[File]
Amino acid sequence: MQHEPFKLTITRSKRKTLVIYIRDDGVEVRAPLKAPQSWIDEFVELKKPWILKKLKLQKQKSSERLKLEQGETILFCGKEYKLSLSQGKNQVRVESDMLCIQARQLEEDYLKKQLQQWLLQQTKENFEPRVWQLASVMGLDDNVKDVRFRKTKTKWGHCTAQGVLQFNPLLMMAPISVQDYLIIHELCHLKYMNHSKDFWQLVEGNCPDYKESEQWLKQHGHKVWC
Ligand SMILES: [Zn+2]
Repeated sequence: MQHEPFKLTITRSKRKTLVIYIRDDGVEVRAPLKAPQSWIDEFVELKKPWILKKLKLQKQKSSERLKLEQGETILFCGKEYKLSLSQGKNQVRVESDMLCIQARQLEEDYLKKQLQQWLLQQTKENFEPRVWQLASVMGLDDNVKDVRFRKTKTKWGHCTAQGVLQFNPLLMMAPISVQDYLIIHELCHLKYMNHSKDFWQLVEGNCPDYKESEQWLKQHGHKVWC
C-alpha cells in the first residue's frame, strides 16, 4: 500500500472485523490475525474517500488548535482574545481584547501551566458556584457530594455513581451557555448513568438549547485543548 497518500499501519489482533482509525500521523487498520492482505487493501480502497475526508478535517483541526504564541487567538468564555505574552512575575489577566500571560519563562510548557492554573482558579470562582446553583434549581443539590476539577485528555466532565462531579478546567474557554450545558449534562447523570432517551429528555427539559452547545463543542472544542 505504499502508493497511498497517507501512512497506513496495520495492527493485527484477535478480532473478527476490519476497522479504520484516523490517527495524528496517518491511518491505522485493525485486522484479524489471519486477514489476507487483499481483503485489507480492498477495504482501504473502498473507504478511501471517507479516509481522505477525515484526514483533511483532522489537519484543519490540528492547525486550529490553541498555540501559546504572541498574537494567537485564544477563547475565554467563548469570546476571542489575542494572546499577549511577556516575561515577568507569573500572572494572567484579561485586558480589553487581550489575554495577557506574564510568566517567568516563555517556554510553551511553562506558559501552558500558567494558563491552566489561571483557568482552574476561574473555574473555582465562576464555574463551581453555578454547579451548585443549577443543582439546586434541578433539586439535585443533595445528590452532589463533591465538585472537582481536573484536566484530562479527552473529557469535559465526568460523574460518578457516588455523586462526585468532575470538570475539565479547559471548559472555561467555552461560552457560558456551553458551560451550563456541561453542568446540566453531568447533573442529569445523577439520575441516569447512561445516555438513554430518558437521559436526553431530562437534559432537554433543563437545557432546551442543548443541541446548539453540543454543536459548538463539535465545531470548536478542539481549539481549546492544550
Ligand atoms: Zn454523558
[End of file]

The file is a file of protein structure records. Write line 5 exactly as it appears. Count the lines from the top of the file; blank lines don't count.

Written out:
Ligand atoms: Zn454523558